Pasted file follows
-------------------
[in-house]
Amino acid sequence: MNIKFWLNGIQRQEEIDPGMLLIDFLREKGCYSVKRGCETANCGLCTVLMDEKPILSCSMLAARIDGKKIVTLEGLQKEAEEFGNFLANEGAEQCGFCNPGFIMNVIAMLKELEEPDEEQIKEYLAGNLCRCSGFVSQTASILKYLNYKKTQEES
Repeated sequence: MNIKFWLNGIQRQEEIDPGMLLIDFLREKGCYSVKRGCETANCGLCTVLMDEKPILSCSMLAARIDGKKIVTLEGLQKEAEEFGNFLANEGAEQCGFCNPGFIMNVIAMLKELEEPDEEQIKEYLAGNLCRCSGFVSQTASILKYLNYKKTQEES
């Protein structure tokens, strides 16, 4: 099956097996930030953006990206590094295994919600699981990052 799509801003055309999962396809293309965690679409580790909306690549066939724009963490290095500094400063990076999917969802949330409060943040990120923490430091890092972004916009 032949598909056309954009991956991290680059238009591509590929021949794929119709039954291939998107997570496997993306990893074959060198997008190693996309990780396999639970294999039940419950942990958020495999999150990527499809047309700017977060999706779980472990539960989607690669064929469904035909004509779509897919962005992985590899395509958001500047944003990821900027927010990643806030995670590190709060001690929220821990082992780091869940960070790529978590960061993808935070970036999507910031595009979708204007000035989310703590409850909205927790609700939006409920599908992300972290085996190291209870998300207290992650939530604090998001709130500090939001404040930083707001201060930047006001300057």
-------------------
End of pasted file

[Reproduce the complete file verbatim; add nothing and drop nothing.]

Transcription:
[in-house]
Amino acid sequence: MNIKFWLNGIQRQEEIDPGMLLIDFLREKGCYSVKRGCETANCGLCTVLMDEKPILSCSMLAARIDGKKIVTLEGLQKEAEEFGNFLANEGAEQCGFCNPGFIMNVIAMLKELEEPDEEQIKEYLAGNLCRCSGFVSQTASILKYLNYKKTQEES
Repeated sequence: MNIKFWLNGIQRQEEIDPGMLLIDFLREKGCYSVKRGCETANCGLCTVLMDEKPILSCSMLAARIDGKKIVTLEGLQKEAEEFGNFLANEGAEQCGFCNPGFIMNVIAMLKELEEPDEEQIKEYLAGNLCRCSGFVSQTASILKYLNYKKTQEES
């Protein structure tokens, strides 16, 4: 099956097996930030953006990206590094295994919600699981990052 799509801003055309999962396809293309965690679409580790909306690549066939724009963490290095500094400063990076999917969802949330409060943040990120923490430091890092972004916009 032949598909056309954009991956991290680059238009591509590929021949794929119709039954291939998107997570496997993306990893074959060198997008190693996309990780396999639970294999039940419950942990958020495999999150990527499809047309700017977060999706779980472990539960989607690669064929469904035909004509779509897919962005992985590899395509958001500047944003990821900027927010990643806030995670590190709060001690929220821990082992780091869940960070790529978590960061993808935070970036999507910031595009979708204007000035989310703590409850909205927790609700939006409920599908992300972290085996190291209870998300207290992650939530604090998001709130500090939001404040930083707001201060930047006001300057």